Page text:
Rock collecting is educational and fun for many people. Some people treat it as a hobby and others as a career. As hobbyists it is fun splitting rocks open to see a hidden mystery. Will the reveal be unknown, a mineral, a crystal, or a gem?
Cracking open a rock to reveal an unknown treasure is exciting. Start by picking up rocks in your yard or garden. The reveal may be dust, a unique color different from the exterior, or something interesting but not identifiable.
Searching local surroundings will require research. Each state in America has different distinct types of rocks. Before starting to collect rocks contact the local Bureau of Land Management, the Department of Forestry, or the Department of Wildlife. These organizations will list your state’s rocks, minerals, and gems available in your area. These organizations provide maps of rock locations, educational materials, and a variety of articles by rock hounds. A variety of information is available at USA.gov.
Other Sources of Information:
Join organizations and clubs
Community and college libraries
Books and articles
Educational visual aids
Public rock hounding locations; free and admission fees.
An individual’s enthusiasm will propel searches onto other lands. Review laws. regulations, and ethics governing rock hounding. It is polite to get permission from owners to search their private property. Public lands are open to searching except for national monuments.
Why the concern for permission? You may be thinking, “It’s just ugly rocks that no one wants”.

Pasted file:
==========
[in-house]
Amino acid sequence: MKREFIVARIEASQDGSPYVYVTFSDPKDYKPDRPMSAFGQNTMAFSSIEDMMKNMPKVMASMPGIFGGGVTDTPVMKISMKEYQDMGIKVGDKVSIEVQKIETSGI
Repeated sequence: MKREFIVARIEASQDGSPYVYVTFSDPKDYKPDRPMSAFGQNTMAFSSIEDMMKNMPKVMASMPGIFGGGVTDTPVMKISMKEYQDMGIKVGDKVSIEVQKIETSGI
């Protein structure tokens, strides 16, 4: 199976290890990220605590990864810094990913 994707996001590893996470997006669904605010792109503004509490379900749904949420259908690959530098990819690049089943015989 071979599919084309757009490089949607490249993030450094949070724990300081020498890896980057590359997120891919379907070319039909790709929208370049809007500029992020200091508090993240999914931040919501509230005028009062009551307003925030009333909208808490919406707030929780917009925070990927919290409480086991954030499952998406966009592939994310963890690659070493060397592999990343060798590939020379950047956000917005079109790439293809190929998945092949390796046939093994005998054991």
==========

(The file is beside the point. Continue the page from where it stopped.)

It’s a matter of what is inside the rock. Is that rock concealing a mineral, crystal, or gem? One large legal issue is known as mineral rights. There are other legal and insurance concerns by private and public property owners.
Rock collectors climb mountains, walk through mines, and visit barren tracts of land.
1. Never collect rocks alone.
2. Search with a partner, or a group of experienced rock hounds for safety. Rock collectors climb mountains, walk through mines, and visit barren tracts of land.
3.Travel with others to share knowledge and experiences.
4. A rock identification book is handy.
Rocks, Crystals, and Gems
Rocks are available everywhere.
Crystals are located in deserts, or volcanic ash beds.
We gather gems in America on government property. The government has its rules, requirements, and regulations for gem prospecting.
A question often asked is can you find gems in your backyard? The answer is yes.
Are you having an in-ground pool installed in your backyard or another type of construction work? Sand and dirt being hauled in for these projects may be hiding buried treasures.